Hurricane Michael has strengthened to a Category 3 storm as it bears down on Florida's Gulf Coast on the afternoon (local time) of Tuesday, October 9. As of 16:00, the hurricane was located at approximately 26.0°N, 86.4°W (some 470 km [295 mi] of Panama City [Florida]), packing maximum sustained winds of 195 km/h (120 mph), and moving northward at 19 km/h (12 mph). States of emergency have been declared in Florida, Alabama, and 92 counties in southern Georgia. Mandatory evacuation orders have been issued in 22 counties in Florida as of Tuesday afternoon. A comprehensive list of affected counties is available here.
According to the National Weather Service, as of Tuesday afternoon, a hurricane warning is in effect from the Alabama-Florida border to the Suwanee River (Florida); a tropical storm warning is in effect from the Alabama-Florida border to the Mississippi-Alabama border, from Suwanee River (Florida) to Chassahowitzka (Florida), and from Fernandina Beach (Florida) to South Santee River (South Carolina). Heavy rainfall of 10-20 cm (4-8 in) is forecast for the Florida Panhandle, Big Bend (Florida), southeastern Alabama, and parts of central and southwestern Georgia. Localized higher rainfall totals of up to 30 cm (12 in) are possible. Other areas of Georgia, North Carolina, South Carolina, and southern Virginia are forecast to receive 8-15 cm (3-6 in) of rainfall, with localized higher totals of up to 20 cm (8 in) possible. Airports in the Florida Panhandle (i.e. Pensacola International Airport [PNS], Tallahassee International Airport [TLH]) are expected to be closed over the coming days.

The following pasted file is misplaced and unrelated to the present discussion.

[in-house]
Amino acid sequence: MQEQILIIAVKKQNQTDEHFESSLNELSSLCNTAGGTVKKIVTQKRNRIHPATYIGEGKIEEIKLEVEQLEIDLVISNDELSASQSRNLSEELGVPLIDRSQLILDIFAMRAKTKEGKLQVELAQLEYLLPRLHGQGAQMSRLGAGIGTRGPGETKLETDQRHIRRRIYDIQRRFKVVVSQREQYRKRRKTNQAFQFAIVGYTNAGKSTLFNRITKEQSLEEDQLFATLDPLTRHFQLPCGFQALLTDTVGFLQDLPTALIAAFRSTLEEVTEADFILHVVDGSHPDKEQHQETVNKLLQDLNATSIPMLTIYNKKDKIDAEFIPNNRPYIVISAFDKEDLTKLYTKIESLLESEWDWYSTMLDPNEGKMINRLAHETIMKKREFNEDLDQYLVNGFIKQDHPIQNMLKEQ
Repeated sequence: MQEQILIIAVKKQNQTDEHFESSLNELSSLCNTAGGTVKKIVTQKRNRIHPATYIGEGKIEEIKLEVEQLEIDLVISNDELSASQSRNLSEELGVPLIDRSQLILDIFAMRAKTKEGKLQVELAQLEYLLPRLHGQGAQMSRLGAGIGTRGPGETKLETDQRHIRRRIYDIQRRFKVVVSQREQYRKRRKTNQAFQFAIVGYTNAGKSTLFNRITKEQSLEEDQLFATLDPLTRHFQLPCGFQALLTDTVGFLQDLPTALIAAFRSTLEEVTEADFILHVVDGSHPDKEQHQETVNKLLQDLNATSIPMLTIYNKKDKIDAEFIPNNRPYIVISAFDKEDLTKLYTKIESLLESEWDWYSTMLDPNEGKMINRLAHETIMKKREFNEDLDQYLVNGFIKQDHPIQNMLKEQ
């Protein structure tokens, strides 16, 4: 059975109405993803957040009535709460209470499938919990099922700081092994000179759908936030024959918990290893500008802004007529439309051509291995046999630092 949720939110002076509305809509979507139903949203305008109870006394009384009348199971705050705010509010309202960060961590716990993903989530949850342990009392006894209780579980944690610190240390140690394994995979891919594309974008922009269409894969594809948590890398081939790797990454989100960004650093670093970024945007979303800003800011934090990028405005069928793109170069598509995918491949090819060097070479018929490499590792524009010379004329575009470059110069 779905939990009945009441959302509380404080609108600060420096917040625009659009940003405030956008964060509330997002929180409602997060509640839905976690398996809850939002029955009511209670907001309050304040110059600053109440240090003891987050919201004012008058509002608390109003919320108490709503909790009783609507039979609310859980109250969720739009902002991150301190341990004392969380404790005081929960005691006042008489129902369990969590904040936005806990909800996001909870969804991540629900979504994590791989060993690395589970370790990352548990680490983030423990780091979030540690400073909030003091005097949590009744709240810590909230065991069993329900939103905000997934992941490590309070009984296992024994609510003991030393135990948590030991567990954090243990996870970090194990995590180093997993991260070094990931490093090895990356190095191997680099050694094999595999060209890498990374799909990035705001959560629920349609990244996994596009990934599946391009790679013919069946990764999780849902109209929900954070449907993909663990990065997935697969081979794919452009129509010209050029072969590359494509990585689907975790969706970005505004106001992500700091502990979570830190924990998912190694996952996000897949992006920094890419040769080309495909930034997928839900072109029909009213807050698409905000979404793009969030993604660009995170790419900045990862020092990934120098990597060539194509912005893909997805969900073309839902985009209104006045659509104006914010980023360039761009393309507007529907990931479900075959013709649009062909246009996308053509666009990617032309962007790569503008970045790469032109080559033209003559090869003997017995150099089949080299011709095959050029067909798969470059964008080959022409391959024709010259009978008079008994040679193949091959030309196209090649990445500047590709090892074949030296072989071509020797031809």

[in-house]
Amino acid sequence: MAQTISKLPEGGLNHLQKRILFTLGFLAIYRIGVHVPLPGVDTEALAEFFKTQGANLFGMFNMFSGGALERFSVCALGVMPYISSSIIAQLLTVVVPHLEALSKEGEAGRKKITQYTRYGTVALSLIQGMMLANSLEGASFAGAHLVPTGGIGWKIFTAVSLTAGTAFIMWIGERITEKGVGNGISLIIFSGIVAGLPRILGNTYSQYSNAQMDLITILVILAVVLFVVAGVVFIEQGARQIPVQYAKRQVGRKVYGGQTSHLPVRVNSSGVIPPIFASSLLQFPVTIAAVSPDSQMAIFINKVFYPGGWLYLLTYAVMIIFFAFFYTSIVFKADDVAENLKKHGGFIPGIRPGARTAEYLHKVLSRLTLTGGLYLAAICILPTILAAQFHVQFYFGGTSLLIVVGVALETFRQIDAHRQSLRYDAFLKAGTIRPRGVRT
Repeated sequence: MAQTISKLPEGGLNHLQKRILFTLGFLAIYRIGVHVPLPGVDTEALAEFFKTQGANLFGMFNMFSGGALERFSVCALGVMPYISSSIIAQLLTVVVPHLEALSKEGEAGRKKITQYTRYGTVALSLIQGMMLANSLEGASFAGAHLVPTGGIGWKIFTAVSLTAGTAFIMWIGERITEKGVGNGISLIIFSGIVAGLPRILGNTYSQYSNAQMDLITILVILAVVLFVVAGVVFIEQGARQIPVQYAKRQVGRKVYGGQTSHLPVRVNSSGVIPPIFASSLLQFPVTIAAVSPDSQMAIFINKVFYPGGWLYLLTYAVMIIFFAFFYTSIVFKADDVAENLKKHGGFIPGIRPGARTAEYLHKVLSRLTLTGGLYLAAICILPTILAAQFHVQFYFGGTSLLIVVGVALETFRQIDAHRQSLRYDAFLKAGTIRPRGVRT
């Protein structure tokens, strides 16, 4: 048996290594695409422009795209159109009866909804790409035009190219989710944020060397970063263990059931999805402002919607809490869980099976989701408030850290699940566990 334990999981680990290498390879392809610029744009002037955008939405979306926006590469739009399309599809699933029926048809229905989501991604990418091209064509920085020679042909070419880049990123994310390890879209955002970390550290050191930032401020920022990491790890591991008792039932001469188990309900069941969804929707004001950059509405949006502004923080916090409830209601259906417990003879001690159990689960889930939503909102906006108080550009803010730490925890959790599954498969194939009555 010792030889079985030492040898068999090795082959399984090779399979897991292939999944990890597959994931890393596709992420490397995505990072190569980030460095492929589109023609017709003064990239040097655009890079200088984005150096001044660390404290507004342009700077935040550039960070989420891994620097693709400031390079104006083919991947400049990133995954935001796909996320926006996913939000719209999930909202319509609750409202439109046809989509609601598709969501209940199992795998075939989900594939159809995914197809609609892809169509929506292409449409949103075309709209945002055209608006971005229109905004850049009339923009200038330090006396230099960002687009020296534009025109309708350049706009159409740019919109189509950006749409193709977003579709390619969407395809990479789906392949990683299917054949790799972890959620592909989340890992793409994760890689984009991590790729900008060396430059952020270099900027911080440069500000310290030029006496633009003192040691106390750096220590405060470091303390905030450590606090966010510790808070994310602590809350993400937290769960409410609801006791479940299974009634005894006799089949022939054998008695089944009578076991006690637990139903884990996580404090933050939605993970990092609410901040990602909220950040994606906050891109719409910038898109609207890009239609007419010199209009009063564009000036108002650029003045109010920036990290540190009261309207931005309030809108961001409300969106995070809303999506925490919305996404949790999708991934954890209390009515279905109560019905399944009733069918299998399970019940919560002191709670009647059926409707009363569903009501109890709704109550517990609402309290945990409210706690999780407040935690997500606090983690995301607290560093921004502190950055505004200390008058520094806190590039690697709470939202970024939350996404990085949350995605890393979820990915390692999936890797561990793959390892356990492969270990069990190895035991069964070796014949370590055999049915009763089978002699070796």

Consequent flooding, transportation disruptions (including additional airport closures and flight delays and cancelations), and power disruptions are to be expected in affected areas.
Tropical storms and hurricanes are common in the Gulf of Mexico and the Caribbean Sea during the Atlantic hurricane season, which runs from June 1 to November 30 (with the largest concentration of storms typically occurring between August and October). Researchers have predicted a slightly below-average hurricane season for 2018.
Individuals in the affected areas are advised to monitor local weather reports, adhere to instructions issued by local authorities (e.g. evacuation notices), and confirm travel plans. Remember that walking or driving through running water can be dangerous - 15 cm (6 in) of running water is enough to knock over an adult - and floodwaters can contain wastewater and chemical products; all items having come into contact with floodwater should be disinfected and all foodstuffs discarded.
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